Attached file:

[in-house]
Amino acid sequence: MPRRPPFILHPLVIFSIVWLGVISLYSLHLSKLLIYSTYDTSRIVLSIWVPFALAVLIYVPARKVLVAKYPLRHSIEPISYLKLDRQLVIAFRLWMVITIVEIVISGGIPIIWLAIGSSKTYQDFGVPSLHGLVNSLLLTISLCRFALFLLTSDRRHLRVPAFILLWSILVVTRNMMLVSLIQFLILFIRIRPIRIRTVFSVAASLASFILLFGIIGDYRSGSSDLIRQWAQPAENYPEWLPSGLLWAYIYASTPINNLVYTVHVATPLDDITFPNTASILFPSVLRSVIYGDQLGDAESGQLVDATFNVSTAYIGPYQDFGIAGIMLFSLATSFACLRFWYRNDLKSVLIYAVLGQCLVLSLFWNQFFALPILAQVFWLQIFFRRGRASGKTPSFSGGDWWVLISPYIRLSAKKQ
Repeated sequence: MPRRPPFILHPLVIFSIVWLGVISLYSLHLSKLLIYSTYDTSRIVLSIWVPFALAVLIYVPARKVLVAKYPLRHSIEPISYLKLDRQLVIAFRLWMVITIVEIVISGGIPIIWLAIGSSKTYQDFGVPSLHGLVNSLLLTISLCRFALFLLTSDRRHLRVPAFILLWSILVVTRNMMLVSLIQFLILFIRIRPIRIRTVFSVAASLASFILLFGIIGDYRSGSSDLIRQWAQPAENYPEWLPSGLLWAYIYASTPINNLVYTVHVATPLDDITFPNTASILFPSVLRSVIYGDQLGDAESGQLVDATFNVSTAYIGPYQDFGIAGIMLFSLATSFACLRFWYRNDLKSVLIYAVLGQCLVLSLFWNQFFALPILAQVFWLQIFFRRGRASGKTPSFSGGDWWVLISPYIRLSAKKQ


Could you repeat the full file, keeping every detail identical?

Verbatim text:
[in-house]
Amino acid sequence: MPRRPPFILHPLVIFSIVWLGVISLYSLHLSKLLIYSTYDTSRIVLSIWVPFALAVLIYVPARKVLVAKYPLRHSIEPISYLKLDRQLVIAFRLWMVITIVEIVISGGIPIIWLAIGSSKTYQDFGVPSLHGLVNSLLLTISLCRFALFLLTSDRRHLRVPAFILLWSILVVTRNMMLVSLIQFLILFIRIRPIRIRTVFSVAASLASFILLFGIIGDYRSGSSDLIRQWAQPAENYPEWLPSGLLWAYIYASTPINNLVYTVHVATPLDDITFPNTASILFPSVLRSVIYGDQLGDAESGQLVDATFNVSTAYIGPYQDFGIAGIMLFSLATSFACLRFWYRNDLKSVLIYAVLGQCLVLSLFWNQFFALPILAQVFWLQIFFRRGRASGKTPSFSGGDWWVLISPYIRLSAKKQ
Repeated sequence: MPRRPPFILHPLVIFSIVWLGVISLYSLHLSKLLIYSTYDTSRIVLSIWVPFALAVLIYVPARKVLVAKYPLRHSIEPISYLKLDRQLVIAFRLWMVITIVEIVISGGIPIIWLAIGSSKTYQDFGVPSLHGLVNSLLLTISLCRFALFLLTSDRRHLRVPAFILLWSILVVTRNMMLVSLIQFLILFIRIRPIRIRTVFSVAASLASFILLFGIIGDYRSGSSDLIRQWAQPAENYPEWLPSGLLWAYIYASTPINNLVYTVHVATPLDDITFPNTASILFPSVLRSVIYGDQLGDAESGQLVDATFNVSTAYIGPYQDFGIAGIMLFSLATSFACLRFWYRNDLKSVLIYAVLGQCLVLSLFWNQFFALPILAQVFWLQIFFRRGRASGKTPSFSGGDWWVLISPYIRLSAKKQ